• Federal Appeals Court Strikes Sugar Warning

    San Francisco’s required warning labels on ads for sugary drinks violates First Amendment free speech protection, a federal appeals court has ruled.

    The ruling was a victory for out of home advertisers, the beverage industry, and retailers.

    On January 31, the full US Ninth Circuit Court of Appeals (11 judges) unanimously affirmed a 2017 decision by a three-judge appeals panel.  The City of San Francisco asked the full appeals court to review the case.

    The full court reached this outcome: “The en banc court . . . concluded that Plaintiffs will likely succeed on the merits of their claim that the Ordinance is an ‘unjustified or unduly burdensome disclosure requirement [that] might offend the First Amendment by chilling protected commercial speech.’”

    The full appeals court ordered a lower court to issue an injunction against implementation of the warning-label ordinance.

    The appeals court said the city’s claim that sugary drinks can lead to obesity and other health problems was not based on established fact.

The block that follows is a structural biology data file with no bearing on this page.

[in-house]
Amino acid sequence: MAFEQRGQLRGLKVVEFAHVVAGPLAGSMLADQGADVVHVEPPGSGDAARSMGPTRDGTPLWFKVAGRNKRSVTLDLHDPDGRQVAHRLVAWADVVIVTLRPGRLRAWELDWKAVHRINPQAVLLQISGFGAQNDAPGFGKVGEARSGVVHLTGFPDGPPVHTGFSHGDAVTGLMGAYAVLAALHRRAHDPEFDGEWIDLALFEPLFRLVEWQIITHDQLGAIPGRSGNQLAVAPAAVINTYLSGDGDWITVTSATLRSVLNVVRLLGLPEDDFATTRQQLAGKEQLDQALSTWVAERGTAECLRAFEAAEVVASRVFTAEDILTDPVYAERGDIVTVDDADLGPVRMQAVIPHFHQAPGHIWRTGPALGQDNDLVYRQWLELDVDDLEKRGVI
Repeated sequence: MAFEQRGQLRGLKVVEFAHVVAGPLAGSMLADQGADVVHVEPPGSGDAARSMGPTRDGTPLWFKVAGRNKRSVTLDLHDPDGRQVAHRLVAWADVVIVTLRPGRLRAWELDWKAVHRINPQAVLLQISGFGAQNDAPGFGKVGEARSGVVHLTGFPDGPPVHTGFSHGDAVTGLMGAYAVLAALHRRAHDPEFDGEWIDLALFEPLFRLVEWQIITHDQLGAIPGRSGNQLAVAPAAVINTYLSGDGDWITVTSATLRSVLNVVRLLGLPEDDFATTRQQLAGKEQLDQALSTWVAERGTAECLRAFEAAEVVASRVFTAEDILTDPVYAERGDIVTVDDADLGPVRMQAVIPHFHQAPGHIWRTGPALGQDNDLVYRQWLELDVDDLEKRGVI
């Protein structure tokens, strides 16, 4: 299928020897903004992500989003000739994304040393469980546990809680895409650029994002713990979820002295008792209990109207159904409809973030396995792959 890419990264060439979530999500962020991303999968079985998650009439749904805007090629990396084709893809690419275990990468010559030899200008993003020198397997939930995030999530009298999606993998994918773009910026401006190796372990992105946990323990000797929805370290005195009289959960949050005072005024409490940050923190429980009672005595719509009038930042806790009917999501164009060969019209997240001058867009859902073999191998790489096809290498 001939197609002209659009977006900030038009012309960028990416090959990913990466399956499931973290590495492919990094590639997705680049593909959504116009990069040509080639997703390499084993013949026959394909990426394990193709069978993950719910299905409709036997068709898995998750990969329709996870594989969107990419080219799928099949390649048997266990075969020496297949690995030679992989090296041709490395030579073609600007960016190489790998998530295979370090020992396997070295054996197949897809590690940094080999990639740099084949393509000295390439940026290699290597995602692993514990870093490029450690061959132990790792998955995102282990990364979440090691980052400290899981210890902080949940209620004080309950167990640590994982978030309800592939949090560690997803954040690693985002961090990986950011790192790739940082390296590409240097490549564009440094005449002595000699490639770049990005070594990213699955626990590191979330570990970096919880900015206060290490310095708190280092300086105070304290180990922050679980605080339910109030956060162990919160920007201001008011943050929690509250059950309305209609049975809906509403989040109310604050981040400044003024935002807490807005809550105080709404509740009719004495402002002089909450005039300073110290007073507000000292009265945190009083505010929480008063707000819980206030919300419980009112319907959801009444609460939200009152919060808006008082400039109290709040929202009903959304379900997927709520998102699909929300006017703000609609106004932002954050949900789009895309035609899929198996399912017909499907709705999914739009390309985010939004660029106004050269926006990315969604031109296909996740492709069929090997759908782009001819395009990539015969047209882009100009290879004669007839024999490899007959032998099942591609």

City officials said they would explore ways to modify the warning label that would pass court review.

    San Francisco’s warning-label ordinance was approved in 2015, a first-in-the-nation mandate on advertisements for sugary beverages.

    Industry groups challenged the local ordinance on constitutional grounds, including the American Beverage Association, California State Outdoor Advertising Association, and California Retailers Association.

    Insider asked California attorney Richard Hamlin of Hamlin Cody to comment on the case and he said this: “While the case is a win on the result, the majority opinion holds danger for free speech.  The majority used a “rational relationship” test to evaluate the case.  That test is much friendlier to restricting commercial speech than the “heightened scrutiny” test used in Central Hudson.”



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